In February we launched a petition to ask The Mayor, and Robert Jenrick, Minster for Housing, Communities and Local Government to set a minimum standard for sunlight in London’s parks, playground and nature reserves.
Right now, planning policy requires two hours of sunshine per day, as measured on 21st March, an equinox. We’ve asked for that figure to increase to six hours.
Our petition has reached 9,130 signatures, joined by the Metropolitan Parks and Gardens Trust, The London Skyline Campaign, SAVE, The Gardens Trust, The London Wildlife Trust, and the Metropolitan Parks & Gardens Association. Community groups have signed up, from Lambeth Village to Stop the Blocks in Kennington, and Friends of Burgess Park.
And the hundreds of comments remind us all why sunshine matters, from the specific needs of Vitamin D in people and photosynthesis in plants to the joy of lying in the long grass as children brush through the light.
Eileen Wills: “We need our vitamin D from sunlight. We need our open spaces. Too many unsafe tower blocks already.”
Jane Barnett: “Parks have been a lifeline in the pandemic and there’s increasing evidence that time in nature is vital to mental health”
Suzanne Rennie: “Nothing is more important than the physical and mental health of future generations. Please give to those who rely on city spaces for their outdoor exercise, the minimum six hours of sunlight.”
And last week Sian Berry, Leader of the Green Party, put our ‘six hours of sun’ motion to the London Assembly, seconded by Neil Garrett of the Conservatives. It passed, by 12 votes to 0!
We are very grateful to the Greens, Conservative and LibDem members for articulating these issues within the steel and glass of City Hall, with Member Berry reminding her colleagues of the Victorian vision for green lungs, and Member Garrett explaining why many of the flowers we love cannot grow in a park in shadow, or night, for 22 hours of the day at the spring and autumn equinoxes.
And on 1st July, further to the motion being passed, Sian is presenting the petition to The Mayor at the Plenary Session of the GLA.
Thank you to everyone who has signed – and please, please share!
This is a chance to make a difference not just to the Garden Museum and its neighbourhood park in Old Paradise Gardens but to hundreds of green spaces across the city, to the young and old, to poppies and sunflowers, and to butterflies and bees.
But why do we need to campaign for sunlight?
Look up, and the sun is still there. This is not a question of climate change, or smog. It is because London is a city in which more than 500 high-rise buildings are in the pipeline of planning or construction, and each high-rise steals a little bit of the sun. For ever.
And where did this ‘two hour rule’ come from? As we shared in our petition launch, we came across this policy when the community in Lambeth Village and I spoke at the Lambeth Council planning committee in opposition to a £500 million development of three tall buildings by u + I plc on the site of the Fire Brigade’s Art Deco repair workshop on Lambeth High Street. Old Paradise Gardens, a park which was once part of the churchyard of St Mary’s Lambeth, would be cast into shadow for most of the day. On winter schooldays, children in the playground would not get one ray of sun.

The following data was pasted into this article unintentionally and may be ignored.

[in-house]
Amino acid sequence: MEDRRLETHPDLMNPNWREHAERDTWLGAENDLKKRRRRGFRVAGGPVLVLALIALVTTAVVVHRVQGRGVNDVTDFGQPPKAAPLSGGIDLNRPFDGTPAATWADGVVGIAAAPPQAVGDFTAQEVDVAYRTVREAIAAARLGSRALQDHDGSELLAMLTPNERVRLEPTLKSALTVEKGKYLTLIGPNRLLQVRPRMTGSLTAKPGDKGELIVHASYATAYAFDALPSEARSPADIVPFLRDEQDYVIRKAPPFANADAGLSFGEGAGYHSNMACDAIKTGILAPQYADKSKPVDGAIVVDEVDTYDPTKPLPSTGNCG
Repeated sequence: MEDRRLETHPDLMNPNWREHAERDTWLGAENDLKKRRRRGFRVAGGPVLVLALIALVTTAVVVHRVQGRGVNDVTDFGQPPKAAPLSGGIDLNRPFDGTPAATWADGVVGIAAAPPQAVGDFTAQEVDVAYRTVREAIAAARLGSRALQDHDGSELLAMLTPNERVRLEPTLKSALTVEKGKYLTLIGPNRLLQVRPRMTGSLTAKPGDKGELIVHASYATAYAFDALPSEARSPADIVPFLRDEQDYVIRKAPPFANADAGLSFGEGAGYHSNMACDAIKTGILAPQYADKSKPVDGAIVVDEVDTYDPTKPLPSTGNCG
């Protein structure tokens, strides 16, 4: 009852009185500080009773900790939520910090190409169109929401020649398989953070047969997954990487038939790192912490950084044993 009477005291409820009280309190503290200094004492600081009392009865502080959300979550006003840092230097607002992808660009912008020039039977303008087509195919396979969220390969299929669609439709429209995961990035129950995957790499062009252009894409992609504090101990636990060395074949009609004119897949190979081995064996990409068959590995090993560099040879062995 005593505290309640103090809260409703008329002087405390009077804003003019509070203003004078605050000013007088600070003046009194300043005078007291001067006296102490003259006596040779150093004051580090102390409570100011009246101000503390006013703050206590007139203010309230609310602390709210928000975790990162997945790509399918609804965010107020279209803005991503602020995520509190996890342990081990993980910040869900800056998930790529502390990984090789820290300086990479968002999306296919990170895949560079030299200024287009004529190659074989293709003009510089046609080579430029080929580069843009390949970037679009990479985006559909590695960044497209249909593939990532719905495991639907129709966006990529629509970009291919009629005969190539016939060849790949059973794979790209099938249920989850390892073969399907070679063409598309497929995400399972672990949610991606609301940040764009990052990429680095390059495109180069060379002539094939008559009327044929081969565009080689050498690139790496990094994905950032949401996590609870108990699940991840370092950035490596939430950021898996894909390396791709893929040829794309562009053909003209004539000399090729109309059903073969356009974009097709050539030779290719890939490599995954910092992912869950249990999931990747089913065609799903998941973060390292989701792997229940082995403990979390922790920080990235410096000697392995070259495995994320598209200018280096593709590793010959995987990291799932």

But that was in line with policy, Lambeth Councillors were told.
(Update: Robert Jenrick came to the community’s rescue and over-ruled Lambeth Council’s grant of permission. We await the results of a public inquiry called by The Minister).
Unbelievable but true. In 2011 Dr Paul Littlefair of the Buildings Research Establishment was asked to come up with “Site Layout Planning for Daylight and Sunlight: A Guide to Good Practice” and include in that document a single number for sunlight hours for all outdoor amenity areas across Britain, from a tennis court in Tunbridge Wells to a parking space in Sunderland. (Dr Littlefair is one of the heroes of this tale: at our Inquiry he appeared on behalf of the community against the £1,000-an-hour QCs funded by u+I and Lambeth Council to argue for luxury flats in the sky). He didn’t know that the two-hour number would take on a new meaning in the green public spaces of cities such as London and Manchester. But that single paragraph (Para 3.3.1 on p.18-20 if you’re wondering!) has been used as a lever by developers to justify building high-rise towers close to parks. A decade later, it has become de facto planning policy.
That is what we are asking Mayor Sadiq to change.
So far, the only body which has refused to support the petition for six hours of sunshine is the Royal Institute of British Architects. (Why? Do the math, as they say. Fred Pilbrow, architect of the 8 Albert Embankment Scheme, would receive over £20 million in fees if it is built, multiply that by 500 towers…).
Even a year ago no one knew that we’d be discussing the links between pandemics, parks, and peoples’ health.
But it is urgent.
Over the winter the GLA’s planning team produced a new document called ‘Good Quality Homes for All Londoners: Supplementary Planning Guidance’. That includes and formalizes the two-hour rule. It was about to become official policy for years to come, when Members Berry and Garrett intervened. We’re pretty sure that Mayor Sadiq, who has championed a greener and healthier London, has no idea of this danger to the people and biodiversity of this city.
Please sign the petition or write to your Assembly Member – or, if you live outside London to Robert Jenrick at: Department for Communities and Local Government | Contact us
The Assembly Member for Lambeth and Southwark is: email@example.com